However, it hasn’t always been bad for the Seahawks. Though they have been gashed in the past by RB and TE plays, over the course of the season those players did fairly well in coverage. Dion Bailey doesn’t have any real NFL stats outside of last week, so it is hard to say exactly how he will play but it is easy to imagine every game he will be a bit better and more comfortable. Bobby Wagner was 14th in the league among ILBs giving up catches on 71.4% of throws, but he finished in the top 5 allowing only 7.6 yards each time. The story is similar for KJ Wright, who ranked 8th in the league for a 4-3 OLB giving up catches on 70.8% of throws and 16th with 9 yards each time. Considering that Wagner and Wright combined to give up 24.2 yards per catch to the Rams, anything that even resembles a regression to the mean would be a massive improvement.
Bruce Irvin is a different sort of player than the other 3, as coverage is not really his primary job. Last week Irvin did surrender 1 catch for 30 yards, but in 2014 he was respectable giving up catches on just 64.7% of throws though he did give up 13.5 yards on average. Irvin’s primary role on passing downs is the pressure he helps provide, and with that being the case you have to take some of the big play bad with the big play good that he provides (like slamming the door on the Panthers last year).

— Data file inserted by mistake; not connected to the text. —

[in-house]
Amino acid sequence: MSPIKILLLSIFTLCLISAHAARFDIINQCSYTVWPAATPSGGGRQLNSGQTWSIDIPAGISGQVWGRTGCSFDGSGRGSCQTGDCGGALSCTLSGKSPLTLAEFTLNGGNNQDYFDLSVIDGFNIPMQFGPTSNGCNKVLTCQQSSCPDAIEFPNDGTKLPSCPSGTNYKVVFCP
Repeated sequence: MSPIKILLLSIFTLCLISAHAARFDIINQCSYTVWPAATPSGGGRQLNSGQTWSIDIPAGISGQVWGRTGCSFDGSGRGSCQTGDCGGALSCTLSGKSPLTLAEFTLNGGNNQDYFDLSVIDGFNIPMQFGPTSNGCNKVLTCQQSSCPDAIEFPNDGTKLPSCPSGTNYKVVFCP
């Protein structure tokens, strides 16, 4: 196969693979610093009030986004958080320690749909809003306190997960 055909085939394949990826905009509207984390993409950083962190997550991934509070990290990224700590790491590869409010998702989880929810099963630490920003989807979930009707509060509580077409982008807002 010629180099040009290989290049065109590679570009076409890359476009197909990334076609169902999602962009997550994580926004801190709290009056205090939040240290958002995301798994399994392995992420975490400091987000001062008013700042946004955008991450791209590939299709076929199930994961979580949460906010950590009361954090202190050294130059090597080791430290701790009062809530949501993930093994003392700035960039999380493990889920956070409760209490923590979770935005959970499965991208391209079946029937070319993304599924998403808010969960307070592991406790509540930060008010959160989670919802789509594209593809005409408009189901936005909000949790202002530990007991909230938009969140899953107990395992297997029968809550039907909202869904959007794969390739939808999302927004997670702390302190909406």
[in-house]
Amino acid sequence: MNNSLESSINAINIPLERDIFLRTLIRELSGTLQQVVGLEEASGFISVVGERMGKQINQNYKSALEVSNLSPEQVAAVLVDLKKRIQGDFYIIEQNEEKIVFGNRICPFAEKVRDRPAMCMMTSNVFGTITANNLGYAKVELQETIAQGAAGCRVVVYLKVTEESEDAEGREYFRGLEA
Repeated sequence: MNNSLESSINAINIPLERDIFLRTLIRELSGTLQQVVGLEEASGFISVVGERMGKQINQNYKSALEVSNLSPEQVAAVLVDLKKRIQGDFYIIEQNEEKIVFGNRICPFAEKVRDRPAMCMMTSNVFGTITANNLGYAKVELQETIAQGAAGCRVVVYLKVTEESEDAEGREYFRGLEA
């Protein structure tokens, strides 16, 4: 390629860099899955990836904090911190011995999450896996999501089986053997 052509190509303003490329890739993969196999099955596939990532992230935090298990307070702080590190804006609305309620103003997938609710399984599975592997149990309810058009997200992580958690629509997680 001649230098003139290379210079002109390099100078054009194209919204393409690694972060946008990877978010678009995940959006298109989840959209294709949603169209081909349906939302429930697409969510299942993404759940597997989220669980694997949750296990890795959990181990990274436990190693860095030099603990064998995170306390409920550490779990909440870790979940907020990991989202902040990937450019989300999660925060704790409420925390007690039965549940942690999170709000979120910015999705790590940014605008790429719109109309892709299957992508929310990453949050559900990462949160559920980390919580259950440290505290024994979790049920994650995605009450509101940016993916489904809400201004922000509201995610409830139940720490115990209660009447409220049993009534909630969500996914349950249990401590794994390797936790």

Last week the team put the hurt on the Rams with 11 Hurries, 8 Hits, and 2 Sacks and pressure like that is key to helping these players rebound after looking so bad last week. If these numbers stay the same that is likely enough to make a difference. However, if Irvin and the rest of the pass rush crew can get a few more negative plays with sacks, it could allow for longer down and distance and that could really serve to help out a lot.
The other factor to consider are two players not necessarily covering TEs and RBs but altering the way coverage works for the Seahawks. If Earl Thomas has shaken off the rust and plays the whole game more like he played toward the end of the game it would mean very good things as having such a fast and instinctive safety serving as the lid shuts down a lot of big plays. Additionally, if Therold Simon is healthy that could allow the team to mix up coverage more as well as maybe tightening up what was a pretty leaky zone in Week 1.
So what I am seeing after writing everything down is that this is a big game of “ifs” for the Seahawks. IF Simon is healthy and able to play, and IF the pass rush continues to pile up great stats, and IF Bailey looks better and Earl Thomas has shaken the rust off, then I like the odds of looking better this week. However, the talent at RB is without a doubt better for Green Bay than it is for the Rams and that makes me worry a lot.
I think in the end I will stick with what I said in the podcast, this is not a team that often plays poorly in back to back games. I think the defense will recover and the pass rush will get home, but if they don’t this one could get ugly and the Packers could win by 2 touchdowns or more.